Patterico's Pontifications


Some LAPD Gang Units Disbanded; Will Higher Crime Follow?

Filed under: Crime — Jack Dunphy @ 6:52 pm

[Guest post by Jack Dunphy]

The Los Angeles Times reported Wednesday on the impact felt in the LAPD from one of the last vestiges of the federal consent decree that resulted from the Rampart scandal. Officers working gang and narcotics units are now required to disclose their personal finances to department auditors in an effort – a misguided one, in my opinion – to detect and deter corruption in those units. Many officers, particularly those assigned to gang units, have exercised their option to accept reassignment to other duties rather than disclose this information, resulting in vacancies in every gang unit in the city and the complete shutdown of some, including those in Southeast, 77th Street, and Northeast Divisions, three areas that see some of the city’s worst gang violence.

I discussed this issue in my most recent piece on Pajamas Media, which you can read here.

–Jack Dunphy

“We’re happy to have people talking about vegetables. You’ll remember that the first President Bush was not a broccoli fan. The broccoli people weathered that, and they’ll weather this, too.”

Filed under: General — Aaron Worthing @ 8:45 am

[Guest post by Aaron Worthing; if you have tips, please send them here.]

That is a quote from Dave Kranz, a spokesman for the California Farm Bureau Federation responding to the portion of Judge Vinson’s ruling where Vinson said that if the mandate was upheld, this meant the government could force people to eat broccoli.  It is a funny line and one of the bright spots in an otherwise risible New York Times piece on the Vinson decision.

The risible part starts with the very headline: “Tea Party Shadows Health Care Ruling.”  They echo the belief that because the judge mentioned the Boston Tea Party and its surrounding controversy, that this was supposedly a nod toward the modern political movement called the Tea Party which self-consciously invokes that incident.  They do so citing people I already fisked in the previous posts, here and here.

It’s worth remembering what the judge said there, if only because it is such a good line:

It is difficult to imagine that a nation which began, at least in part, as the result of opposition to a British mandate giving the East India Company a monopoly and imposing a nominal tax on all tea sold in America would have set out to create a government with the power to force people to buy tea in the first place.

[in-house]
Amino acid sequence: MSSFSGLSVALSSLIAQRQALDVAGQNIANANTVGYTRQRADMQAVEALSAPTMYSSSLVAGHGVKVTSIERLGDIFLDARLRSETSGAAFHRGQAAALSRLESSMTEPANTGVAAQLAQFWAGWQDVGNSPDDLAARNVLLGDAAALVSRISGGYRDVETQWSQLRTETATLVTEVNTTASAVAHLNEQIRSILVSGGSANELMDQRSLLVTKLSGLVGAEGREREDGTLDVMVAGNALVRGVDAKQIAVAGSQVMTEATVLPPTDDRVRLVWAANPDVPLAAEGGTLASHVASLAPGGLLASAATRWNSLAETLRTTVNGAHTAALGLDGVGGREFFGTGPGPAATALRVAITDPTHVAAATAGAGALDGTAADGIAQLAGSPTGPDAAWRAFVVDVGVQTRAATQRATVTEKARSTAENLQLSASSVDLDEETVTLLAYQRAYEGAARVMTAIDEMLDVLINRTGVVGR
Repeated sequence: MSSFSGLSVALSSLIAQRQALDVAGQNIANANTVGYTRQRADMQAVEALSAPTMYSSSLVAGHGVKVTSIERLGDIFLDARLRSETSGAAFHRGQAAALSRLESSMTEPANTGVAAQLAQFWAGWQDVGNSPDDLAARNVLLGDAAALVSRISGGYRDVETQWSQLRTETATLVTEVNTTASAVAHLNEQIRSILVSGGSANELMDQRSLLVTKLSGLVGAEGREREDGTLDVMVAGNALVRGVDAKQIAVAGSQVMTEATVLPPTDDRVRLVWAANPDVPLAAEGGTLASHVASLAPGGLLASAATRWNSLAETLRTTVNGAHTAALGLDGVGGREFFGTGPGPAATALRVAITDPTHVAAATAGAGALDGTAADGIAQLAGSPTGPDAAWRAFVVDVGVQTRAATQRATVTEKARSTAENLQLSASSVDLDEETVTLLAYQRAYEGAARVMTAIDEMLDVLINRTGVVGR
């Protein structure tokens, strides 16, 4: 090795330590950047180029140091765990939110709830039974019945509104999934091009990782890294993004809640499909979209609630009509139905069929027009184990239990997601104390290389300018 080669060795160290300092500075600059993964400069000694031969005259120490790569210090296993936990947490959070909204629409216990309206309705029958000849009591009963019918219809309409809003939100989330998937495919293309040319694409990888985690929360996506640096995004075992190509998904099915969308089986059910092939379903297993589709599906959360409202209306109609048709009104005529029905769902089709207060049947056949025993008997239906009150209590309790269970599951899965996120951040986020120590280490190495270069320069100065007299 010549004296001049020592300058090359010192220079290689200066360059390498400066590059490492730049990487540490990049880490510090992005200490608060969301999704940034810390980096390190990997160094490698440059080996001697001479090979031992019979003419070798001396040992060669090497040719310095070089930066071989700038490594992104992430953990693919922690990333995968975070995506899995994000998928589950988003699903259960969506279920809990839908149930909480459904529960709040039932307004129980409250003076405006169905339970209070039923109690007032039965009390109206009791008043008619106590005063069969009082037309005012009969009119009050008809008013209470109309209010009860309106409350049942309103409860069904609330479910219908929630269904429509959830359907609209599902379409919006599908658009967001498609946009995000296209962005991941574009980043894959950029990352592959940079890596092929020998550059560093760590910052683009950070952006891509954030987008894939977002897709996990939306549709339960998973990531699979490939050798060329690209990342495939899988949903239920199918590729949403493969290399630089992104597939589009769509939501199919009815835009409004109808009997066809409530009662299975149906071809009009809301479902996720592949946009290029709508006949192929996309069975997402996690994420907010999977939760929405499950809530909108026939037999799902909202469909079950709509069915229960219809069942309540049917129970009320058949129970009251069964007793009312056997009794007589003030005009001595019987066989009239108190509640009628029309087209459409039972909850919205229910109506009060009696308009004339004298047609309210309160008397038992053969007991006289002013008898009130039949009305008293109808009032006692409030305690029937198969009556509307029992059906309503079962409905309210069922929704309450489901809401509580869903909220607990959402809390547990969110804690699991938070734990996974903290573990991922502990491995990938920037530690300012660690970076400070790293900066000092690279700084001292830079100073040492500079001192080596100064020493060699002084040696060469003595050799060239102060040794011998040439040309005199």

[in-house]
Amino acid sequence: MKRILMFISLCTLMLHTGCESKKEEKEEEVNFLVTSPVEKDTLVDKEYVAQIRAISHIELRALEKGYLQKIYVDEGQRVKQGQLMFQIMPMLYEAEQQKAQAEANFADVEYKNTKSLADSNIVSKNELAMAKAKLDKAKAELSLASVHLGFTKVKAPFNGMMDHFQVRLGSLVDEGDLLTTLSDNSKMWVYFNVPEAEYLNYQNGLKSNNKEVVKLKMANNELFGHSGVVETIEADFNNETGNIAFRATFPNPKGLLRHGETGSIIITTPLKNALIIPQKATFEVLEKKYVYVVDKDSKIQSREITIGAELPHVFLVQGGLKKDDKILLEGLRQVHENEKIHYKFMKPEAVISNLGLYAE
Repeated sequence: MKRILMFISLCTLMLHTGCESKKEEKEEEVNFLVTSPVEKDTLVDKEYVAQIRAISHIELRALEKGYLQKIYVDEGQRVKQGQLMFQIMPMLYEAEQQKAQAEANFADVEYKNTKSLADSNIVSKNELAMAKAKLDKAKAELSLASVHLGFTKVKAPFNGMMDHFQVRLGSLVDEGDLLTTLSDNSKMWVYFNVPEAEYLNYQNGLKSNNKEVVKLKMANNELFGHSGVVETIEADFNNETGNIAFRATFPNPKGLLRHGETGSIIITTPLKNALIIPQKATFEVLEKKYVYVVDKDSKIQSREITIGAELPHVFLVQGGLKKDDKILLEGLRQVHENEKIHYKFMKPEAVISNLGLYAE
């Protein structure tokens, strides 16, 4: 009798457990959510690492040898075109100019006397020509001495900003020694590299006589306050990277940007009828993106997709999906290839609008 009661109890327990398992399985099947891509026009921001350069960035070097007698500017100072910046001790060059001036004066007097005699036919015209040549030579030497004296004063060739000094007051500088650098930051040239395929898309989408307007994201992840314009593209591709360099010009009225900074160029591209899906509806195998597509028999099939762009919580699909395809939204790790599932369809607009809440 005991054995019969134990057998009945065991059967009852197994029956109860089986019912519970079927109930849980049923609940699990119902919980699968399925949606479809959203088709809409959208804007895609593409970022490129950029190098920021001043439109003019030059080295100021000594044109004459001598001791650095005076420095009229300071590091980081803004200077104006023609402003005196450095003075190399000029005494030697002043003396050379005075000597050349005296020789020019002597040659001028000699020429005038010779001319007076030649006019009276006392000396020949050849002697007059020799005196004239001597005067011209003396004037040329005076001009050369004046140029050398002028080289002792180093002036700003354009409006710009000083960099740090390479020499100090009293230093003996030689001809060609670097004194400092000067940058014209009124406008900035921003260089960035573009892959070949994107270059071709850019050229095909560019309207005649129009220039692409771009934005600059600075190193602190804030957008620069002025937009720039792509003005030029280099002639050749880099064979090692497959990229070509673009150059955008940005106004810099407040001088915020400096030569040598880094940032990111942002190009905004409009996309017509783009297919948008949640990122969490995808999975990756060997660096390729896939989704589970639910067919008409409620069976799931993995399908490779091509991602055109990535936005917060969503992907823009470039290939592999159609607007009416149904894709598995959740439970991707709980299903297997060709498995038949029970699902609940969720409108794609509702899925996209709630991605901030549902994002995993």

But really, liberals?  You are going to concede America’s revolutionary heritage to one party or movement?  Now the Boston Tea Party is the property of the Tea Party?  Because that would seem like a tactical error, suggesting that your views are in opposition to what this nation was founded on.


Shoedenfruede: Imelda Marcos and Son Hit With $300 Million in Sanctions

Filed under: General — Aaron Worthing @ 7:45 am

[Guest post by Aaron Worthing; if you have tips, please send them here.]

I confess fully that having Filipino in-laws makes me pay more attention than otherwise I would:

Imelda Marcos and her son, Ferdinand R. Marcos, have been ordered to pay $353.6 million for failing to adhere to a permanent injunction tied to a $4.5 billion judgment in the multidistrict litigation over alleged human rights violations stemming from her late husband’s rule over the Philippines….

The civil contempt order was issued after it was revealed that the Marcos defendants had attempted to divide and transfer their assets to make it difficult for the class to collect the judgment, according a motion that Swift filed on March 2, 2009. They also refused to appear for depositions or produce documents, and sold art worth hundreds of thousands of dollars. When the Marcos defendants failed to renounce their asset agreements and deposit proceeds from the art sales, they were fined $100,000 per day beginning on May 23, 1995.

Given the 5,000 days that have elapsed since then, the total sanction should have been more than $500 million, Swift wrote. He asked that the sanction be terminated and that a final judgment be issued against the Marcos defendants.

The bummer in all of this is that this discussion suggests that the Marcos are moving assets out of reach, which means that those harmed by the late Marcos’ regime might be as likely to recover on their rulings as the families of Nicole Brown and Ronald Goldman.

And, finally, it raises the question of how much our courts should be  used as a vehicle to correct injustices in other countries.

Anyway, read the whole thing (registration required).

[Posted and authored by Aaron Worthing.]

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